Current Challenges to International Criminal Justice
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Current Challenges to International Criminal Justice
ICC ten years after adoption of the Rome Statute
12 June 2008 at 14.00 - 16.00
Auditorium of the new Annex Building of the Parliament
This summer marks the ten-year anniversary of the adoption of the Rome Statute of the International Criminal Court. Since the entry into force of the Statute in 2002, a new court structure has been set up in The Hague, and upon referrals by relevant countries and the UN Security Council, the Prosecutor is investigating situations in the Democratic Republic of the Congo, Uganda, the Central African Republic and the Sudan (Darfur). The Court is about to launch its first trial later this year.
This seminar, organized by the FIIA in cooperation with the Ministry for Foreign Affairs, aimed to investigate the current challenges facing the ICC and international criminal justice.
Mr. Philippe Kirsch, President, International Criminal Court
Ms. Marja Lehto, Director, Ministry for Foreign Affairs Finland
Ms. Tiina Kaila, Policy Director, Amnesty International Finnish Section
Dr. Teija Tiilikainen, State Secretary, Ministry for Foreign Affairs Finland
SUMMARY OF THE SEMINAR
President Kirsch began his presentation by acknowledging Finland's strong and consistent support for the ICC. He then proceeded to outline the developments that led to the adoption of the Rome Statute in 1998 and the establishment of the Court in 2002. The adoption of the Statute was a historic event that has been described as the most important advance in international criminal justice since the 1940s. Today, 106 States are parties to the Rome Statute, and the ICC forms the centerpiece of an unprecedented system of international criminal justice. Its value lies not only in providing a venue for investigating and prosecuting international crimes, but also in providing a deterrent effect by showing to potential perpetrators that they can no longer expect to carry out their crimes with impunity.
The ICC is currently carrying out investigations in four situations and its first trial is expected to commence later this year. Nevertheless, the Court, its States Parties and other supporters are facing a number of challenges. Among these, the most critical is ensuring that the Court has the cooperation and support it needs, in particular in relation to arrest and surrender. The Court has no means of executing the warrants it issues. This is a duty the States have taken upon themselves when becoming parties to the Rome Statute. The Court will continue to do its part to act fairly, impartially and independently.
In addition, there are other challenges facing the ICC. Firstly, the ICC must, as all Courts do, resolve difficult questions of interpretation and application of the law. The Statute and other relevant documents leave much for the Judges to decide. Secondly, the Court must overcome difficulties arising from the fact that it operates in situations of on-going conflict. These difficulties relate to investigating alleged crimes and to ensuring the safety of witnesses and victims. Thirdly, the Court and the States Parties must come into terms with the limits of the Court's capacity. It must be remembered that the main responsibility for prosecuting and sentencing war criminals remains with national courts, as long as they are able and willing to do so effectively.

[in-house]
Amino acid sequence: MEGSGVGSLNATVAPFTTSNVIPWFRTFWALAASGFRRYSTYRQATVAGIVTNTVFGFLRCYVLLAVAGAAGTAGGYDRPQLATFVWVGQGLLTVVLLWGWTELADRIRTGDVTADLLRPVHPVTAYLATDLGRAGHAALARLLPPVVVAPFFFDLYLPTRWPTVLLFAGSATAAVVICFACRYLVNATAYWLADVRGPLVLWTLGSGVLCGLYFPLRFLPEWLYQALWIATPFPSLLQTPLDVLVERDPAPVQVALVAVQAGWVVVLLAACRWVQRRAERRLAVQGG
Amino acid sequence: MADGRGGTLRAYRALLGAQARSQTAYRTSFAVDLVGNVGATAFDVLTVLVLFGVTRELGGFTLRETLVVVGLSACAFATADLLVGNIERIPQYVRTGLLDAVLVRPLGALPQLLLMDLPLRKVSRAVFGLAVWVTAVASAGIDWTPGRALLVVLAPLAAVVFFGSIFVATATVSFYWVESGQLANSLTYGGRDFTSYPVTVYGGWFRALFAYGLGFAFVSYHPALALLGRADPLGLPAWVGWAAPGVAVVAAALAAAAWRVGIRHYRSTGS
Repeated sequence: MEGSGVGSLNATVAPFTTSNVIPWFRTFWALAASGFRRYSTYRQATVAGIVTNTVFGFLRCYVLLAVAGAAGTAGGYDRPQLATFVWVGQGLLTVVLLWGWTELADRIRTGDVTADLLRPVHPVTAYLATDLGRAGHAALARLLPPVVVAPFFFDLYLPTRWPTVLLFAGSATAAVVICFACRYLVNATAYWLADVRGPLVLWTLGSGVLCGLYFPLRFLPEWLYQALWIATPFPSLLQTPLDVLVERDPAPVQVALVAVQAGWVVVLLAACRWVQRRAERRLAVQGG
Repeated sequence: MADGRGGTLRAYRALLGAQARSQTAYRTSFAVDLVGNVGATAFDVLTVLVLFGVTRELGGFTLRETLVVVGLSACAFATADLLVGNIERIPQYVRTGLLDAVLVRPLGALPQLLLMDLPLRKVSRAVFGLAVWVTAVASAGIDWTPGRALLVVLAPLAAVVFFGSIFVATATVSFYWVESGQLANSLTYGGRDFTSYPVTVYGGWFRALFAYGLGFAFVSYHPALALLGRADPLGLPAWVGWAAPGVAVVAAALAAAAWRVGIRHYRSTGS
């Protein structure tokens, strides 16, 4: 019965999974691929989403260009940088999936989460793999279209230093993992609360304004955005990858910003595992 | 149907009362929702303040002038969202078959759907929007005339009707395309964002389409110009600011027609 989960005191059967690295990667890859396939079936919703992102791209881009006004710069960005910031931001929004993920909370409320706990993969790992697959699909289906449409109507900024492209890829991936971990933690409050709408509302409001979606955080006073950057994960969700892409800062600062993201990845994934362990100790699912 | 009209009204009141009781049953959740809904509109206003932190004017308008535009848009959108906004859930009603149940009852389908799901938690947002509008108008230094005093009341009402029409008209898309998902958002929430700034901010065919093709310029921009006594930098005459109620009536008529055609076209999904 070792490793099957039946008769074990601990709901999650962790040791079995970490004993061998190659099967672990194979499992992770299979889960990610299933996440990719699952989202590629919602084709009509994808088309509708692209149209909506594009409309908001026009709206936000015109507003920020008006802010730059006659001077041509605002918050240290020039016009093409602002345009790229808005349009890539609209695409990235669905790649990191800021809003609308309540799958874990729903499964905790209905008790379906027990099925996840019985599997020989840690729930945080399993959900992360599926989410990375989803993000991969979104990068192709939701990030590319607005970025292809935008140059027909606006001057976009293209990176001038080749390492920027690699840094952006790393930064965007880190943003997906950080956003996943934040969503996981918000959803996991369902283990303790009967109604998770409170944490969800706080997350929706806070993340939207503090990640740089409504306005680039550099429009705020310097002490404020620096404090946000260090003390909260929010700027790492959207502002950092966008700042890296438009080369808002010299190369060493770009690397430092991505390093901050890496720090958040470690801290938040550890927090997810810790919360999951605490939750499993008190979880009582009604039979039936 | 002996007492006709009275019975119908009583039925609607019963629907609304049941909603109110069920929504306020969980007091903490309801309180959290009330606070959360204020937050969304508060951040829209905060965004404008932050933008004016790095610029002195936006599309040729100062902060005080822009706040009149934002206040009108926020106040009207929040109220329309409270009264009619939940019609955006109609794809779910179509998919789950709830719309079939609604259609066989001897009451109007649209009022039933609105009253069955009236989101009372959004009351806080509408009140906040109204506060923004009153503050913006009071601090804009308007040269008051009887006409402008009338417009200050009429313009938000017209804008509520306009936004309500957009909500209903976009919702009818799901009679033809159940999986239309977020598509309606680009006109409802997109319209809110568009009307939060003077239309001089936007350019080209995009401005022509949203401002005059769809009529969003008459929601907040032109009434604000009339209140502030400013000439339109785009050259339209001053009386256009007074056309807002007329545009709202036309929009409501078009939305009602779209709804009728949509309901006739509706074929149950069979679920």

Ms. Lehto began her commentary with a retrospective look to the adoption of the Statute. It was indeed a historic event and a normative leap that would not have been possible during the Cold War, and might not be possible if attempted today. Fortunately, the international community took advantage of this rare window of opportunity. Today the Court's system stands fully operational with 106 States as Parties to the Statute and the first trial about to begin. The ideas of justice and accountability have been institutionally anchored at the international level and have been more broadly embraced than ever before. There is good cause for optimism.
Finland and the other EU Members States share a common understanding of the importance of continued support for the Court. They have taken different actions promoting the universality of the Court, protecting the integrity of its Statute and providing the necessary practical and political support for the independence of the Court and its effective functioning. Finland has adopted legislation which allows for full and effective cooperation with the Court as well as for the possibility of national trials under the complementarity principle.
Ms. Kaila recognized the importance of the Court in both bringing perpetrators to justice and providing a deterrent effect, but voiced the concerns of Amnesty International over the limitations of the Court's jurisdiction and the failure of States to provide the support the Court crucially needs. Major powers such as Russia, China and India have not become Parties to the Statute; the US has actively campaigned against the Court. Furthermore, even of the States that have ratified the Statute very few have any national legislation in place for ensuring the full implementation of the duties imposed by the Statute. These problems are highlighted by the situations in Uganda and Darfur. Arrest and surrender warrants issued by the Court have had no effect, while the idea that peace takes precedence over justice still prevails.
In the open floor discussion, questions concerned the relationship of the Court and the UN Security Council, gender balance of the Court's judicial personnel, universalisation of the Statute, the definition of torture in the Statute and international human rights law, the Court's outreach programme and the position of victims as well as the relationship between peace and justice.